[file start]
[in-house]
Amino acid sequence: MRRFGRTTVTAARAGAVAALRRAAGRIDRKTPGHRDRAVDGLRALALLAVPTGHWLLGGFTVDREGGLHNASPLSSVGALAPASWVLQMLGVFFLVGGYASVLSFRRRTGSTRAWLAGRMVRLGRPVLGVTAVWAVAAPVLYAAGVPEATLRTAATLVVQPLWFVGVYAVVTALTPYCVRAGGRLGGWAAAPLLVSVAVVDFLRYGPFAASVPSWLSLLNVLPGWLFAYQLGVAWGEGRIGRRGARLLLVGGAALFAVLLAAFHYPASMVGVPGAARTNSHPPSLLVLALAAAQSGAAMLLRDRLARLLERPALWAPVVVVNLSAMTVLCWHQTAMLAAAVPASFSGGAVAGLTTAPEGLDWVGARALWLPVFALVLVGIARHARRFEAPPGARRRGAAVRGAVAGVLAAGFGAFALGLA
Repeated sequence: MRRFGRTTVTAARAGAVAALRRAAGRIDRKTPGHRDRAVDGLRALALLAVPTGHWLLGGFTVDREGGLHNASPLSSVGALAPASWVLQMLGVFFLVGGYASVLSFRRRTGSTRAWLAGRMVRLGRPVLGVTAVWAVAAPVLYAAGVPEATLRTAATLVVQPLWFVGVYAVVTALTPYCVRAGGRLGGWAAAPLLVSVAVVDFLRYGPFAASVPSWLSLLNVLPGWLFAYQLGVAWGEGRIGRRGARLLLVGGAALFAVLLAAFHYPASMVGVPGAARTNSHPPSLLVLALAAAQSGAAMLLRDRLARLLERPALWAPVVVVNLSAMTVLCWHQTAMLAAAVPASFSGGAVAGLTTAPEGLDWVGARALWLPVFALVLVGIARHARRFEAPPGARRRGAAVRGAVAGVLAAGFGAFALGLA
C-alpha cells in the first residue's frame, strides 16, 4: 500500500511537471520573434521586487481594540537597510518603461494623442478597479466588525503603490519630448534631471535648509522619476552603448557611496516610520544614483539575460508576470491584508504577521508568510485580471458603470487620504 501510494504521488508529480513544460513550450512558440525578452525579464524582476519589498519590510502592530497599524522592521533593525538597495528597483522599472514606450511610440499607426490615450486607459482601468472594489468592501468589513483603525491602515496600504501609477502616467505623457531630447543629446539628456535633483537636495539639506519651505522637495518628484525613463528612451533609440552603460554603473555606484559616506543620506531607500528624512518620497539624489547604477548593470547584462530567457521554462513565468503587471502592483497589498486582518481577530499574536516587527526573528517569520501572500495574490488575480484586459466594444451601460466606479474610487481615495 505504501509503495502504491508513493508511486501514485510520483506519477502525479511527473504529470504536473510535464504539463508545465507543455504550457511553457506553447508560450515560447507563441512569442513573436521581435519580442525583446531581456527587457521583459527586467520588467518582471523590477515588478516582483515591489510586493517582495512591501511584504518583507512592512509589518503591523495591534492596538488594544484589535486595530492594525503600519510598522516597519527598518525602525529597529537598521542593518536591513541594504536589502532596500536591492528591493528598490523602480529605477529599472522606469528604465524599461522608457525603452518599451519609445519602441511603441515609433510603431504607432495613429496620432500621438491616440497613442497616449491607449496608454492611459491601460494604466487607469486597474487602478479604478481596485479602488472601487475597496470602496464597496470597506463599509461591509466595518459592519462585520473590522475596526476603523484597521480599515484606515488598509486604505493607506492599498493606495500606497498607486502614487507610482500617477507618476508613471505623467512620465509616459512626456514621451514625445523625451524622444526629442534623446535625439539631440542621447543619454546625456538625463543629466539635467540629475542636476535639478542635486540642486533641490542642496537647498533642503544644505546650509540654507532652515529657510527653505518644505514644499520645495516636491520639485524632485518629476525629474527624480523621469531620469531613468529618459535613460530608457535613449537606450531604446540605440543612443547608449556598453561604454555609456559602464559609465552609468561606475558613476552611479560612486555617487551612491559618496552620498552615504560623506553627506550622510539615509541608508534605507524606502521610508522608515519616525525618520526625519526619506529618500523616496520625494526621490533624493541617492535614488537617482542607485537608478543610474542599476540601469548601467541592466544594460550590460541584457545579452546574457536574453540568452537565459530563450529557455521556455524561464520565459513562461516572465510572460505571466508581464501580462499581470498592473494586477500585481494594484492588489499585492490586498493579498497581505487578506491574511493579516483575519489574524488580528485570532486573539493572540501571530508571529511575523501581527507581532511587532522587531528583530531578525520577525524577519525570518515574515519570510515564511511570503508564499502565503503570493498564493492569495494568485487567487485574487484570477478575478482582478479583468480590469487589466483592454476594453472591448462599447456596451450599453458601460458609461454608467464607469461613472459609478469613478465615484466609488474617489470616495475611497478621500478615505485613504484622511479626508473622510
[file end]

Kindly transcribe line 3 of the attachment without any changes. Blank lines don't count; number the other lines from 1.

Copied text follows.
Repeated sequence: MRRFGRTTVTAARAGAVAALRRAAGRIDRKTPGHRDRAVDGLRALALLAVPTGHWLLGGFTVDREGGLHNASPLSSVGALAPASWVLQMLGVFFLVGGYASVLSFRRRTGSTRAWLAGRMVRLGRPVLGVTAVWAVAAPVLYAAGVPEATLRTAATLVVQPLWFVGVYAVVTALTPYCVRAGGRLGGWAAAPLLVSVAVVDFLRYGPFAASVPSWLSLLNVLPGWLFAYQLGVAWGEGRIGRRGARLLLVGGAALFAVLLAAFHYPASMVGVPGAARTNSHPPSLLVLALAAAQSGAAMLLRDRLARLLERPALWAPVVVVNLSAMTVLCWHQTAMLAAAVPASFSGGAVAGLTTAPEGLDWVGARALWLPVFALVLVGIARHARRFEAPPGARRRGAAVRGAVAGVLAAGFGAFALGLA